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Ray Bradbury

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Ray Bradbury

Ray Bradbury has been considered one of America's greatest

science-fiction writer's. His work often satires human nature and shows

his reader's the flaws found deep within the individual. Not only is

Bradbury a novelist, but he is also a , short-story writer, essayist,

playwright, screenwriter, and poet

Bradbury was born in Waukegan, Illinois on August 22, 1920, the

third son of Leonard Spaulding Bradbury and Esther Marie Moberg

Bradbury. In 1926 Ray Bradbury's family moved from Waukegan, Illinois

to Tucson, Arizona, only to return to Waukegan again in May 1927. By

1931 (the dawn of the Great Depression) he began writing his own

stories on butcher paper. In 1932, after his father was laid off his job as

a telephone lineman, the Bradbury family again moved to Tucson and

again returned to Waukegan the following year. In 1934 the Bradbury

family moved to Los Angeles, California.

Bradbury graduated from a Los Angeles High School in 1938. His

formal education ended there, but he furthered it by himself. He went to

the library by night and by day at he worked at his typewriter. He sold

newspapers on Los Angeles street corners from 1938 to 1942.

Bradbury's first story publication was "Hollerbochen's Dilemma," printed

in 1938 in Imagination!, an amateur fan magazine. In 1939, Bradbury

published four issues of Futuria Fantasia, his own fan magazine,

contributing much of the published material himself. Bradbury's first

paid publication was "Pendulum" in 1941 to Super Science Stories. In

1942 Bradbury wrote "The Lake," a short story later added to a collection

of short stories called The October Country. This was the story in which

Bradbury discovered his distinctive writing style. By 1943 he had given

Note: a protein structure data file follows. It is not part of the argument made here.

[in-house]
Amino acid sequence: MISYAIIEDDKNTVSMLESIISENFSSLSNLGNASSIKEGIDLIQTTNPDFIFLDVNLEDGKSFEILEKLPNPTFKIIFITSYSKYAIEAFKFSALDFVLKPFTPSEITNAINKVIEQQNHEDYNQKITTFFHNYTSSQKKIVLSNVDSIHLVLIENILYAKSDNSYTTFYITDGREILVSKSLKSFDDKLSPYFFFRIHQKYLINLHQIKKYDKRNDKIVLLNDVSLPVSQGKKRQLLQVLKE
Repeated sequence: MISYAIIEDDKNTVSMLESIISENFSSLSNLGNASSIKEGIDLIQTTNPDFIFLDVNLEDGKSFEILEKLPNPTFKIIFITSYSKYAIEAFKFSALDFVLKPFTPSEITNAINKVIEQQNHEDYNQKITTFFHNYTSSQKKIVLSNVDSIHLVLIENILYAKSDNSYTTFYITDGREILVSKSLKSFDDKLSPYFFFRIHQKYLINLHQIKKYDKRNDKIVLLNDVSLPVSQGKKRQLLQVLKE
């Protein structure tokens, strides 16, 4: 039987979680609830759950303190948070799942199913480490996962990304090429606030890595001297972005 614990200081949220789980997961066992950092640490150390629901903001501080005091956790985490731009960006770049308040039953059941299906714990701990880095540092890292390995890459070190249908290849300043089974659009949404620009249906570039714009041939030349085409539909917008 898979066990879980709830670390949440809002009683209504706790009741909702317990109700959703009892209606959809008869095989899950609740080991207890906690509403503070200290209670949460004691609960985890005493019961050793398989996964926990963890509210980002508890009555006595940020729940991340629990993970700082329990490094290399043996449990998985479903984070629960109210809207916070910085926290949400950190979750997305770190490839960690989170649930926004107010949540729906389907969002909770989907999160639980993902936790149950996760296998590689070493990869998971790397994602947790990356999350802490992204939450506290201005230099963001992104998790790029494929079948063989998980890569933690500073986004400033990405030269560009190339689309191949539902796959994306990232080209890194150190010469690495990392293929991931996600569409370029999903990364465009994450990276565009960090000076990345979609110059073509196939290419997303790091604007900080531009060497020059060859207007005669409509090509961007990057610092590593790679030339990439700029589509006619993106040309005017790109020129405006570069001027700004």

up his job selling newspapers and began writing full-time, contributing

numerous short stories to periodicals. In 1945 his short story "The Big

Black and White Game" was selected for Best American Short Stories. In

1947 Bradbury married Marguerite McClure, and that same year he

gathered much of his best material and published them as , his first

short story collection.

His reputation as a leading writer of science fiction was established

with the publication of in 1950 (published in England under the title

The Silver Locusts), which describes the first attempts of Earth people to

conquer and colonize Mars, the constant thwarting of their efforts by the

gentle, telepathic Martians, the eventual colonization, and finally the

effect on the Martian settlers of a massive nuclear war on Earth. As

much a work of social criticism as of science fiction, The Martian

Chronicles reflects some of the prevailing anxieties of America in the early

atomic age of the 1950's: the fear of nuclear war, the longing for a

simpler life, reactions against racism and censorship, and fear of foreign

political powers. The book was definitely a reflection of the times in

which he lived.

Another of Bradbury's best-known works, the novel , was released

in 1953 and is set in a future when the written word is forbidden. Books

are burned when found, along with entire



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